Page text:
Amanda Pastirik and Meghan Wersel
Department of Biological Sciences, Conservation and Environmental Science Program, UW-Milwaukee, firstname.lastname@example.org, email@example.com
Can green roofs help pollinators thrive alongside urbanization? While our cities continue to grow and green space becomes sparse, it is imperative that we supply pollinators with a resource-rich natural habitat. By analyzing pollinator use, insect diversity, floral abundance, and floral diversity, we sought to discover if green roofs can provide crucial habitat for pollinating insects. In the first year of a long-term study, we monitored Annual Report 25 pollinator visitation at two different green roofs on the UWM campus, in comparison to a ground-level prairie planting, while developing a protocol for further monitoring.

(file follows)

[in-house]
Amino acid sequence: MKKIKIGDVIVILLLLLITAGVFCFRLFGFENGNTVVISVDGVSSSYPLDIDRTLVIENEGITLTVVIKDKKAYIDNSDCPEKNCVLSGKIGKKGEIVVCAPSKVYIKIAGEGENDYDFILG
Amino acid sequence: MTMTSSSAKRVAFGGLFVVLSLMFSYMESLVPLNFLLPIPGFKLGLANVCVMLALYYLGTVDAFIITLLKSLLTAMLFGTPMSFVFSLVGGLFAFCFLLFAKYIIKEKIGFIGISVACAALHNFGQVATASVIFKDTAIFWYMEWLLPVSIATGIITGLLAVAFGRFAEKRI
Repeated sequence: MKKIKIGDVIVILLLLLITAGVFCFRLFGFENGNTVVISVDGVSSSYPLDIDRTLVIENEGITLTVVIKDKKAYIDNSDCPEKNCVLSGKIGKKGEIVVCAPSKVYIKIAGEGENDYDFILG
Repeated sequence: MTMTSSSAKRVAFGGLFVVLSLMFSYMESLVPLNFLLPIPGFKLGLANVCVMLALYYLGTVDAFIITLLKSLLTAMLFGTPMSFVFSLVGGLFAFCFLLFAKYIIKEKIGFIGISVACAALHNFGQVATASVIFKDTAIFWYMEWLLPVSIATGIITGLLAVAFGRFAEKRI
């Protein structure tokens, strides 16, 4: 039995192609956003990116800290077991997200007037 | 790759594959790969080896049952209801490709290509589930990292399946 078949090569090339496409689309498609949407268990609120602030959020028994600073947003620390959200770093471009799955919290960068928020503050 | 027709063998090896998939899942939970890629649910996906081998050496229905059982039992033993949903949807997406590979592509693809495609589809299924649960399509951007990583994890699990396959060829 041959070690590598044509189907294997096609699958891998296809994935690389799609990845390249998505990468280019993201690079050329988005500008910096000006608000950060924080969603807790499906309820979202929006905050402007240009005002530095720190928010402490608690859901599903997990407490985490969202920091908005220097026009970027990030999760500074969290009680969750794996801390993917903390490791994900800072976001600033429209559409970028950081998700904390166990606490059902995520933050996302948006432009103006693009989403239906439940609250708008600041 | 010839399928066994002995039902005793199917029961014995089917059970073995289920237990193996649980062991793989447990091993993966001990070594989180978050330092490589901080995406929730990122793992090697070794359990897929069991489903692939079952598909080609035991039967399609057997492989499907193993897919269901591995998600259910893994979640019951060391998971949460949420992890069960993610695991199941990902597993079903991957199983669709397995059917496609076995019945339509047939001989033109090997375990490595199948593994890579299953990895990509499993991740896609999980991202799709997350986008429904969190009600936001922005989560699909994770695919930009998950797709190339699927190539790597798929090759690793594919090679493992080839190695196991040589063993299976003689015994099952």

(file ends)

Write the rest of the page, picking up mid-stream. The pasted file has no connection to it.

Observations were made each week, including the identification and counting of all insects that came in contact with flowers inside of a 0.25 m2 quadrat, identification of all plant species in bloom at each of the three observation sites, and abundance rank of all blooming species. In addition, a flower count within each quadrat was made during each observation day. Contrary to our expectations, we found that all three sites were similar in visitation rates, with a dropoff in visitation on the green roofs near the end of the season. We also found that the ground-level prairie planting had the lowest amount of variability between observations but had fewer overall visits compared to the standard Sedum-rich green roof. Our results show that green roofs do play a critical role in providing pollinator habitat and are therefore important in an urban environment. However, the drop-off of visitation to the green roofs shows supplemental plantings are also vital, as the green roofs we studied only provided a short blooming period for local pollinator communities. Undergraduate research project, Dr. Gretchen Meyer and Dr. Mai Phillips, advisors.